Ghosting WordPress

Image of cow grazing in Val di Rabbi

Picturesque Cow in Val di Rabbi

It’s been quiet on the bava for a bit after an awesome mountain getaway to Val di Rabbi in early August, followed by some digging-in on work and entertaining guests over the last week or so. What’s more, the blog silence will continue starting next week through the end of August given we’re heading to Sicilia for a proper beach vacation!

Bugs Bunny on vacation

Vacation!

Things have been intense this month, we’ve had good friends from the States visiting; Miles prepping for his semester abroad in Berlin (he leaves tomorrow!); as well as Reclaim Hosting starting to ramp up for Fall. In between life I have continued exploring Ghost, in particular Taylor Jadin‘s impressive work to make a seamless Ghost installer for Reclaim Cloud that does everything from updating versions to making Mailgun integration simple to automatically mapping a domain and issuing an SSL certificate. It’s some truly amazing work, and if you’re interested in learning more we did a stream about it last week that provides some insight into his process. And if you want to run Ghost on Reclaim Cloud, Taylor documented that brilliantly as well here.

This coincided with another stream last week wherein we had Anne McCarthy from Automattic joined us for our August Community Chat to talk about Full Site Editing in WordPress:

It was pretty cool to have Anne join us given her own experience with WordPress started at at the University of North Carolina, Chapel Hill supporting WordPress on campus. There is definitely a strong tradition of WordPress in higher ed that this blog was grounded in for years, so seeing folks move into the ranks of Automattic is exciting! Anne demonstrated the features of WordPress’s new Full Site Editing features adeptly, and there was quite a turn-out of interested folks. One of the things that struck me during the session was that I’m old in WordPress years.

I’m still using the classic editor with the TwentyTen theme, and I admit to a certain amount of resistance to Gutenberg and now the Full Site Editor. Granted part of that is stubbornness and intolerance,  but there is another part of me that strongly believes the reason for broad adoption of WordPress in higher ed had everything to do with a simple core that leveraged an active open source plugin and theme community. That simplicity made it possible to get an entire class and faculty up and running with a site on WordPress Multisite in minutes, spending a bit of time highlighting the simple WYSIWYG editor (links, images, embedding content), mentioning tags and categories, and then it was off to the races. I have to believe that’s why WordPress blew up not only in higher ed, but across the web more generally. Over the last 15 years it has become an immense ecosystem, and over the last 5-6 years the introduction of Gutenberg, block editing, and now Full Site Editing has certainly reflected the intention to compete with Squarespace, WIX, and other web builders. That said, in the transition things have gotten far more complex. I mean WordPress was never particularly good at on-ramping new users—hence the birth of the SPLOTs to avoid the dreaded empty page—but with the advent of Full Site Editing the vertiginous experience of entering the bifurcated editing world of WordPress is that much more labyrinthine. I really don’t think I would subject Full Site Editing to a group of non-developers who just wanted to post something online, and I’m not alone in this. Lauren Hanks just wrote a post documenting her first impressions with Full Site Editor as a person who has years of experience both using and designing for WordPress, and the experience is mixed at best, even for an expert user.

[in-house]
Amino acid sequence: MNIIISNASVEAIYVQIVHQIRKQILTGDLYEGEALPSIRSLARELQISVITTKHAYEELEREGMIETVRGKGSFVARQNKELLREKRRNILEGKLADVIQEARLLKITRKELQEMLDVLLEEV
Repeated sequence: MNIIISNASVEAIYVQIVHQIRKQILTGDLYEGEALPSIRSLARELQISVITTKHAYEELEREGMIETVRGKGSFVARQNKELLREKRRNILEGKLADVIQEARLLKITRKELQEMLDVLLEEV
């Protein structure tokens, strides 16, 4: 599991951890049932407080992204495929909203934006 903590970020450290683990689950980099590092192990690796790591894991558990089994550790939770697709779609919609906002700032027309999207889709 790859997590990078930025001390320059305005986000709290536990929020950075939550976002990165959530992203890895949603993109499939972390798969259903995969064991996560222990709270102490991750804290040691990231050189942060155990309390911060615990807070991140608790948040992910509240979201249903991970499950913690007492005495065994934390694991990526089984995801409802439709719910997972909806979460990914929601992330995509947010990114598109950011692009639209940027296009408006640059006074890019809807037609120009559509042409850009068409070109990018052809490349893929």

So after the Reclaim Community Chat on Full Site Editing and a deeper sense that I just wanted a simple publishing experience for my blog I started to seriously consider what it would mean to migrate all my content in bavatuesdays to Ghost. I think I could move the almost 3700 posts pretty cleanly, it’s the 16,000 comments I was concerned about. What’s more, one of the real issues with Ghost is that there is was no native commenting feature, it all depended on third-party tools like Disqus that I wanted no part of. So, I was mulling all of this for the last week or so when Ghost announced they are now supporting native comments as part of their membership feature, in addition to integrated search, which means two huge barriers to moving bavatuesdays to Ghost have now been removed. I have a feeling migrating to Ghost may be a bit painful, and there is a part of me that is WordPress 4life given I built my career on it for roughly 17 years. That said, after running the Reclaim Roundup in Ghost for the last six months I have to acknowledge the publishing experience is far superior. All the overhead around design and plugins and themes are removed and the blog can just be a blog again. Saying this, I fully acknowledge my endless posts and presentations about WordPress being more than a blog early on—funny how things work.